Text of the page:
The end of the beginning of Brexit

by Tom Startup on March 30, 2017 at 5:00 pm in: Openness, United Kingdom
by Tom Startup on March 30, 2017 at 5:00 pm in: Openness, United Kingdom

As the UK triggers its withdrawal from the EU, economists debate its likely impact

“Now is not the end. Nor, indeed, is it the beginning of the end. But it is, perhaps the end of the beginning.” As the United Kingdom prepares to withdraw from the European Union, the words of Britain’s war-time leader, Winston Churchill have a curious resonance. It is now nine months since Britain voted, by a margin of 52% to 48% to leave the EU. Since then the economy has surprised many by growing more strongly than expected, while the debate has been dominated by what our future relations with the EU will look like. With the triggering of Article 50 yesterday, Theresa May has now formally begun the two-year process of the UK’s withdrawal from the European Union. This has prompted some renewed discussion about its likely economic implications.

New research from independent think tank Demos (to which your present author contributed) highlights how a hard Brexit might play out across the UK. Analysing the reliance of different parts of the UK on EU labour, exports and EU grants, they find that the risk to Wales, Northern Ireland and the North East are particularly serious (see maps). Ironically, Wales and the North East voted to Leave, despite their dependence on EU funds. In their analysis of the risks to different sectors they find that manufacturing and agriculture are particularly vulnerable because of their reliance on EU labour, trade with the EU and the potential magnitude of future tariffs.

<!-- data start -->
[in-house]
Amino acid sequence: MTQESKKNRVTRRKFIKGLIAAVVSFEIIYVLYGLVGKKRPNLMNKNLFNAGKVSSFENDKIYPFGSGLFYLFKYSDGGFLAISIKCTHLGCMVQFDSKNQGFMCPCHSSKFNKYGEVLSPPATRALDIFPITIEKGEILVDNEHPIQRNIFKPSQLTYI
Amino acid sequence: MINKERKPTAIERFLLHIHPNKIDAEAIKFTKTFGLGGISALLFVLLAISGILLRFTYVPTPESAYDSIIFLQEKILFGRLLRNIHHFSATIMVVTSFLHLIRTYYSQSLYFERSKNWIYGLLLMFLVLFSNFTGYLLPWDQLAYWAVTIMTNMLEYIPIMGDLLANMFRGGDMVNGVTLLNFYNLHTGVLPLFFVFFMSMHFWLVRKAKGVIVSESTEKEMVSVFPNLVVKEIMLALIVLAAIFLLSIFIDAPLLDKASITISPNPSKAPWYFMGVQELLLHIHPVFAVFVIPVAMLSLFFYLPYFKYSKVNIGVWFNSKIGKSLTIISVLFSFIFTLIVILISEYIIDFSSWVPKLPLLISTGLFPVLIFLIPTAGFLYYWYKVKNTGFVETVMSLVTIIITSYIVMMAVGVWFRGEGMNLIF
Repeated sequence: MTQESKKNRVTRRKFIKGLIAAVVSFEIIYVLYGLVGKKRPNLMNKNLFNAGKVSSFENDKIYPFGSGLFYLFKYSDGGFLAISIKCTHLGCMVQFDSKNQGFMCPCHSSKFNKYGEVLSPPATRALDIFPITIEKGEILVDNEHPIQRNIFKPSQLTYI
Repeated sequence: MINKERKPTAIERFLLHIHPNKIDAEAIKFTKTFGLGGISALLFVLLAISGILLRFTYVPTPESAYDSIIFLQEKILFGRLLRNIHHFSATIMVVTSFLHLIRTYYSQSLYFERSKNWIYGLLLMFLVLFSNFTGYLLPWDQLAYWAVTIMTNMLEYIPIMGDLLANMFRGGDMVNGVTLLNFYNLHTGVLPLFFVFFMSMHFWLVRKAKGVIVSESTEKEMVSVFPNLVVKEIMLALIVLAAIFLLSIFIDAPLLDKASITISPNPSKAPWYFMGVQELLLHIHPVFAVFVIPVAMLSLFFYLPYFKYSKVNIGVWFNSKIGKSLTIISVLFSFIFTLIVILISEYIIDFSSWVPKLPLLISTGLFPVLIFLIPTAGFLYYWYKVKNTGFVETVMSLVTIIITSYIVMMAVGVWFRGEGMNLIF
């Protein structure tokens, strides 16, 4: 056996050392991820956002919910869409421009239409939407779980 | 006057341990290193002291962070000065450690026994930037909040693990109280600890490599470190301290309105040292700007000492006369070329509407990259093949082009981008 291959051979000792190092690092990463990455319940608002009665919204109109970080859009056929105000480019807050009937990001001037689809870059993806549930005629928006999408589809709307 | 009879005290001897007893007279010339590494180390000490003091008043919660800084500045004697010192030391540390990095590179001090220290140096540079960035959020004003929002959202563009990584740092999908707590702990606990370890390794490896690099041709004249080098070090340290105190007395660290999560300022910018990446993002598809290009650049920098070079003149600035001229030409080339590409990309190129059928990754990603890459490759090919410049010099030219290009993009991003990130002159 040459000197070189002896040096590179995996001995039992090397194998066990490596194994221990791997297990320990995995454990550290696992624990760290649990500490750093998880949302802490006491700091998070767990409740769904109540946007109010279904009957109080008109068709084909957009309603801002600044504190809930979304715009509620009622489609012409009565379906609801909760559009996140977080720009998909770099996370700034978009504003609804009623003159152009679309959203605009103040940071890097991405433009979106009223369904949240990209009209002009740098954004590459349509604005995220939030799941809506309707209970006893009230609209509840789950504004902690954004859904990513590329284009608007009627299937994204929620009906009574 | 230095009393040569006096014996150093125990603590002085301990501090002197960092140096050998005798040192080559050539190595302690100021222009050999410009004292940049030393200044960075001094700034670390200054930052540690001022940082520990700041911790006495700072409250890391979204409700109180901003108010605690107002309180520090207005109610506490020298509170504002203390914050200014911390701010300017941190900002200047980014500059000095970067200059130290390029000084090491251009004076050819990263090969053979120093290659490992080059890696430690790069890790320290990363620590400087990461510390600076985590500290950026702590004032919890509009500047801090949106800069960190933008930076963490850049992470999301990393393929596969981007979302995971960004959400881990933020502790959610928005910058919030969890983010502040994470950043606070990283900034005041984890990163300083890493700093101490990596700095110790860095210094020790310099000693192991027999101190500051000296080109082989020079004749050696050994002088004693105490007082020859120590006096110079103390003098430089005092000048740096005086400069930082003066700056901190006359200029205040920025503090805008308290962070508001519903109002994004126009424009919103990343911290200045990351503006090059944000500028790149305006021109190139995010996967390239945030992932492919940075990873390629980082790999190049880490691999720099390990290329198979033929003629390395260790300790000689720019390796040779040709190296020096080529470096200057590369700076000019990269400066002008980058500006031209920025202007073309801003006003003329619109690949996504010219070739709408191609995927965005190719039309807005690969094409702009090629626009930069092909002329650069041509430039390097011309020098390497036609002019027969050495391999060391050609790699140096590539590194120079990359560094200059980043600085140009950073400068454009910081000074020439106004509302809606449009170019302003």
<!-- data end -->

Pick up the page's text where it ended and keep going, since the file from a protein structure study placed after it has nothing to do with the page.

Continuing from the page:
To avoid some of these implications, one option the government could pursue is a form of associate membership of the customs union, so that the UK can still sell its goods into the EU without additional transaction costs. On that matter, Open Europe, a Eurosceptic think-tank, argues that we would be nevertheless be better off out, because of the limits it would place on the UK forming trade agreements with non-EU countries. Aarti Shankar, one of their analysts said:

We have looked at the evidence and at international examples, and conclude that leaving the EU’s customs union is the right decision for the UK. If the UK remained in the customs union after Brexit, it would not be able to meet the government’s ambition of conducting an independent trade policy and achieving a truly ‘Global Britain’.”

Sam Bowman, of the Adam Smith Institute, a free market think-tank and consultancy, has had a look at the implications of Brexit for Ireland. This is a particularly thorny issue since the Republic will remain a member of the EU while the North, as part of the UK, will leave, creating new problems about the border between the two. While pointing out that UK-Irish trade is less significant than it once was, he can’t see any alternative to border-checks for goods: